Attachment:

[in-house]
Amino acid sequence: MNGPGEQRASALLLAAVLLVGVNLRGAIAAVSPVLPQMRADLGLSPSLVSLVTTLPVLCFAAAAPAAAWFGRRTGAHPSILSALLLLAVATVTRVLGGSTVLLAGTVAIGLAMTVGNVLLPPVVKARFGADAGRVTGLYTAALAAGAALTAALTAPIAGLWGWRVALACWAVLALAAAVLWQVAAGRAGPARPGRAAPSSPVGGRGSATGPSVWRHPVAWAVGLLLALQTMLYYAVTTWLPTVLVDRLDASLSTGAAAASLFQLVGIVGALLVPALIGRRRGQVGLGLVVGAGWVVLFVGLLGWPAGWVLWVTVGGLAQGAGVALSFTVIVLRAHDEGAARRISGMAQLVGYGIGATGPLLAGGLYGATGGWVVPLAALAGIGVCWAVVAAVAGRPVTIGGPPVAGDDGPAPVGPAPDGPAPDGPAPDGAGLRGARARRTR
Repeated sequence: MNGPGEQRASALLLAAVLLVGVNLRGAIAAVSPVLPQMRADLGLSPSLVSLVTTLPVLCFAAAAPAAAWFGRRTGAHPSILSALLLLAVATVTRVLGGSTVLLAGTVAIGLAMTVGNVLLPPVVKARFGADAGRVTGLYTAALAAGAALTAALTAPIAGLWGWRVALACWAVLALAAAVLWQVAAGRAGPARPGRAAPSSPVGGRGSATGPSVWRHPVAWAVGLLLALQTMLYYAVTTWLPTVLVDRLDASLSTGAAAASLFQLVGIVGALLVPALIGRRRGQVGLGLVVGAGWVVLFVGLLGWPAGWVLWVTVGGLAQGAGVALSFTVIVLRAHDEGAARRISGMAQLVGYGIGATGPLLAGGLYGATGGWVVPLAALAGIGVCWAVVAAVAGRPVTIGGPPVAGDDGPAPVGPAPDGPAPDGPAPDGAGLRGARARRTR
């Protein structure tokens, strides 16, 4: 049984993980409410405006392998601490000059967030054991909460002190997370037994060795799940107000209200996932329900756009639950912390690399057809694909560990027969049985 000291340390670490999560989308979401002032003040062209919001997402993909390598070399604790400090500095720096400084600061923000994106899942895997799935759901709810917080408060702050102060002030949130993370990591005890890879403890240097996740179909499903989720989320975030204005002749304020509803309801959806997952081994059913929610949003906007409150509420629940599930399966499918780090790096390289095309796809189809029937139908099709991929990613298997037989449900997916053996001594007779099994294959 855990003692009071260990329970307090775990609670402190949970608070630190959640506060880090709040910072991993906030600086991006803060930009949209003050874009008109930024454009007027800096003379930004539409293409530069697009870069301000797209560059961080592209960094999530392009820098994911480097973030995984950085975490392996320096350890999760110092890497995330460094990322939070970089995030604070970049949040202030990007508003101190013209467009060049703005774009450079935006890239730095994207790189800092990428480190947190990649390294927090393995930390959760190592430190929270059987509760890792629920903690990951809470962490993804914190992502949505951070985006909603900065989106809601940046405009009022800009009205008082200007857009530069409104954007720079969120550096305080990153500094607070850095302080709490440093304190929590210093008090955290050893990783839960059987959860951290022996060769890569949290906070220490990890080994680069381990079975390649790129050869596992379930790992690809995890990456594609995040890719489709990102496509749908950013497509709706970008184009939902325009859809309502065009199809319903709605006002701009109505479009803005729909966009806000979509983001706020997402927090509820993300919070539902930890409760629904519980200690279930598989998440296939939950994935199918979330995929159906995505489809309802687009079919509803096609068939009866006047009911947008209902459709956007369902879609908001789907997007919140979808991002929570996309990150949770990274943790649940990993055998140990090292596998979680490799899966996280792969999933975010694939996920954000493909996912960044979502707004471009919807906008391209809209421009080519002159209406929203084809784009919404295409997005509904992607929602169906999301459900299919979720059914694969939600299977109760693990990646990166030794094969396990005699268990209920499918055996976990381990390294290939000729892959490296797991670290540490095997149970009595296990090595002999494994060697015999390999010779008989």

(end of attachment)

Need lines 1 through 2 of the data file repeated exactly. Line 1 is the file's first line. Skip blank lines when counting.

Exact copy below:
[in-house]
Amino acid sequence: MNGPGEQRASALLLAAVLLVGVNLRGAIAAVSPVLPQMRADLGLSPSLVSLVTTLPVLCFAAAAPAAAWFGRRTGAHPSILSALLLLAVATVTRVLGGSTVLLAGTVAIGLAMTVGNVLLPPVVKARFGADAGRVTGLYTAALAAGAALTAALTAPIAGLWGWRVALACWAVLALAAAVLWQVAAGRAGPARPGRAAPSSPVGGRGSATGPSVWRHPVAWAVGLLLALQTMLYYAVTTWLPTVLVDRLDASLSTGAAAASLFQLVGIVGALLVPALIGRRRGQVGLGLVVGAGWVVLFVGLLGWPAGWVLWVTVGGLAQGAGVALSFTVIVLRAHDEGAARRISGMAQLVGYGIGATGPLLAGGLYGATGGWVVPLAALAGIGVCWAVVAAVAGRPVTIGGPPVAGDDGPAPVGPAPDGPAPDGPAPDGAGLRGARARRTR